Major League Baseball's New 'Fields of Green'
Cincinnati Reds outfielder Chris Dickerson reads a book about global warming to kids at the Cincinnati Public Library. Photo via Major League Baseball (2009)
From a between-innings stretch to collect recyclables to discount tickets for transit riders to green giveaways, Major League Baseball clubs put an eco-friendly twist on many ballpark traditions for Earth Day -- activities that will continue throughout the month and even, in some cases, all the way to the playoff chase.Instead of a bobblehead figure of their favorite player or a team-logoed "rally towel," fans entering the stadiums of the Cincinnati Reds, the Cleveland Indians, the Pittsburgh Pirates, the San Diego Padres, the San Francisco Giants, and the Texas Rangers on special days during the season receive reusable shopping bags, metal water bottles, or baseball caps made entirely from recycled plastic.
Fans who bring recyclables to the ballpark on the Atlanta Braves' "Field of Green" night May 19 can get discounted game tickets, as did Washington Nationals supporters who showed a public-transportation fare-card at the ticket office on April 22.
Royals Boost Recycling Efforts
Green-themed videos and conservation tips are being interspersed among highlights and trivia quizzes on many scoreboards and numerous teams are ramping up their own recycling efforts, with volunteers and staff for the Kansas City Royals roaming the stadium's aisles all season during the seventh-inning stretch to collect the recyclables that are generally tossed on the ground to mingle with the trash.
The Boston Red Sox have installed new water-efficient fixtures in the restrooms and locker rooms at their famed Fenway Park, while the Detroit Tigers put in a section of seats made from recycled plastic milk jugs and the Seattle Mariners have switched to compostable cups, plates, and utensils at all their food-service stations.
Community Garden and Classroom Initiatives
Community-service initiatives are de rigueur for modern athletes and sports teams, often centered around education or health issues. This year, Houston Astros players and staff helped build a learning pavilion at a local community garden and are visiting school classrooms to read environmentally themed books to kids. The Pirates hosted an Earth Day litter pickup in the neighborhood around the ballpark, while the Giants are co-sponsoring a Green Classroom Challenge for local elementary schools in which the winning class will be honored with an on-field ceremony at home plate.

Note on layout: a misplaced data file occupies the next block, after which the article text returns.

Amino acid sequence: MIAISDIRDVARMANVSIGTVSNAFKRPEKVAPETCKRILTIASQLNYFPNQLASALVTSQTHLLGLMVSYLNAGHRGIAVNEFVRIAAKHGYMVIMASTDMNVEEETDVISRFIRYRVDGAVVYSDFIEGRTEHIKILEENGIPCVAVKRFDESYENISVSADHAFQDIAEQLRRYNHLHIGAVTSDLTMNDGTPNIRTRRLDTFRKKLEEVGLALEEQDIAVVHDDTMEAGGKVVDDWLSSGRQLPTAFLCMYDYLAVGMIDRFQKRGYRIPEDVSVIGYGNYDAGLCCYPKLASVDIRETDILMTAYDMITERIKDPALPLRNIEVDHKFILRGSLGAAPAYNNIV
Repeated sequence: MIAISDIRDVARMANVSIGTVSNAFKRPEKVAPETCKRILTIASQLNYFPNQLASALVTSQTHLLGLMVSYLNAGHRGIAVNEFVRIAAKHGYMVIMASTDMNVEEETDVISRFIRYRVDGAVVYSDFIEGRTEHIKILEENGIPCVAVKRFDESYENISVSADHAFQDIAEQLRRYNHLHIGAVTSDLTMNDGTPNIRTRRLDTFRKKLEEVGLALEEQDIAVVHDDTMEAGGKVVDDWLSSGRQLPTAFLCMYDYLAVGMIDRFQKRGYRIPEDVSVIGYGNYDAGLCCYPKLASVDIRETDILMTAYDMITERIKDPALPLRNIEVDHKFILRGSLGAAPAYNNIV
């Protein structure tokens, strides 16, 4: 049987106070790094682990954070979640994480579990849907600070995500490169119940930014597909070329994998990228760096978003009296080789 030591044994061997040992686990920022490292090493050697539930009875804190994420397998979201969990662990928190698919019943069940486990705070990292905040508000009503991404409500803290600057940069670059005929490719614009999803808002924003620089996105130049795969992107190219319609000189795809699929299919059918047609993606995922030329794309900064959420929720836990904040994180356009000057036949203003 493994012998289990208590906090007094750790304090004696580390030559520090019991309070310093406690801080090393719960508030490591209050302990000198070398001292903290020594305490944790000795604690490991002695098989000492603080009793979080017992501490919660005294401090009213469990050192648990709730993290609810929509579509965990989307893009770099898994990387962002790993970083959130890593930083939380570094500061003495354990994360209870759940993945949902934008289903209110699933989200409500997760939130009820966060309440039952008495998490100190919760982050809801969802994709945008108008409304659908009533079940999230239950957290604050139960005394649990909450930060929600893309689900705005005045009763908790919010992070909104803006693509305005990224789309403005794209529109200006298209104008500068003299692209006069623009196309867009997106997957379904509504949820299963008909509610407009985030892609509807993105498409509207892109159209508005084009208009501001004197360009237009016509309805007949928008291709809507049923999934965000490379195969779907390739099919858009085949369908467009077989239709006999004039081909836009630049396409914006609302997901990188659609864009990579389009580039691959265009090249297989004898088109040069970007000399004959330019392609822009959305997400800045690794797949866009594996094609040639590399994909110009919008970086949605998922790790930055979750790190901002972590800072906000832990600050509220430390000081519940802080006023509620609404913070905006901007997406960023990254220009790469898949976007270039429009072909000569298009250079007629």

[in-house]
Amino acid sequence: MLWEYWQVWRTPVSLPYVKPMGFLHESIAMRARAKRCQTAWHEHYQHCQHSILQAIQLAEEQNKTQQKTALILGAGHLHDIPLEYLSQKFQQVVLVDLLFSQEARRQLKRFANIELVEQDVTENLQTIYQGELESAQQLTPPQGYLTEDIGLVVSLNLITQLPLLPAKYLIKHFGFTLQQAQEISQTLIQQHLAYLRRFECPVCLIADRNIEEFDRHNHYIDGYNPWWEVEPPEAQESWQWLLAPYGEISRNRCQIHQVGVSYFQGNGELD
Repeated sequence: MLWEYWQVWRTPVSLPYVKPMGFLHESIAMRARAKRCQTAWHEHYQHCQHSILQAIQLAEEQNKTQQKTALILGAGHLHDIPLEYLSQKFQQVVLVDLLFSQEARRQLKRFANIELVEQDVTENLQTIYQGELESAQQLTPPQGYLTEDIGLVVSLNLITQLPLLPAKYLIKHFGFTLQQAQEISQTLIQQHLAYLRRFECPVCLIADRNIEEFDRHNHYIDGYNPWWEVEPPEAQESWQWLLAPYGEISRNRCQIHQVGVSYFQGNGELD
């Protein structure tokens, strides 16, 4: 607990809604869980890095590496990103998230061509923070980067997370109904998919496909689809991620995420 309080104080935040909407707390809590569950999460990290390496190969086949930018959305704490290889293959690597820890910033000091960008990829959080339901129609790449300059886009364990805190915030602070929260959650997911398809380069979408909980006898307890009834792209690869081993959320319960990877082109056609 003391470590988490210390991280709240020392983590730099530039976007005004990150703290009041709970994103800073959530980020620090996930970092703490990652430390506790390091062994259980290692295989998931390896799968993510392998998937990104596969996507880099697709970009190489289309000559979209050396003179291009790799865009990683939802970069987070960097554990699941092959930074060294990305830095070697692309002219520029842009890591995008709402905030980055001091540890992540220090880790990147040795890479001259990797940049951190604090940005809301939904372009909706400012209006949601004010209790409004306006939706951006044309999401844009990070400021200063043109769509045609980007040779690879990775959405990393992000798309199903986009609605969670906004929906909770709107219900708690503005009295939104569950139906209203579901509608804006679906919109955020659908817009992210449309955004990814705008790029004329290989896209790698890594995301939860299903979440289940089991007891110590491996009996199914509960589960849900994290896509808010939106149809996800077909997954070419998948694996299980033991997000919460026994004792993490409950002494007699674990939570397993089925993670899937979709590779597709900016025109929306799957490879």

The Washington Nationals host a river cleanup. Photo via Major League Baseball (2009)
It's easy to dismiss such efforts as putting a mere green sheen on a pastime that sucks energy to power its scoreboards and lights, gulps water to keep its outfields green, produces thousands of giveaway items (including the "green" ones) that will probably go straight into the trash, and builds massive stadiums that thousands of people drive to on a near-daily basis. But behind the scenes, Major League Baseball is working with the Natural Resources Defense Council on a more significant initiative that has the potential to reduce every part of the sport's footprint.
Baseball teams (and fans) have always tracked ERAs, RBIs, and myriad other statistics about the game. Now, thanks to the NRDC collaboration, MLB clubs will also be collecting and analyzing stadium operations data -- on energy consumption, waste management and recycling, water consumption and paper usage -- in order to develop information about green best practices to distribute to all 30 teams, a first for professional sports.
"There is a reason why some of the largest industries on Earth pay millions of dollars to affiliate with professional sports. They do so because they know that is the way to influence the marketplace," Dr. Allen Hershkowitz, a senior scientist with NRDC wrote in a blog post about the initiative. "No other sporting institution has influenced American culture as much as baseball and MLB is once again putting that influence to very good use.... All professional leagues should follow this important example."
More about baseball and the environment:
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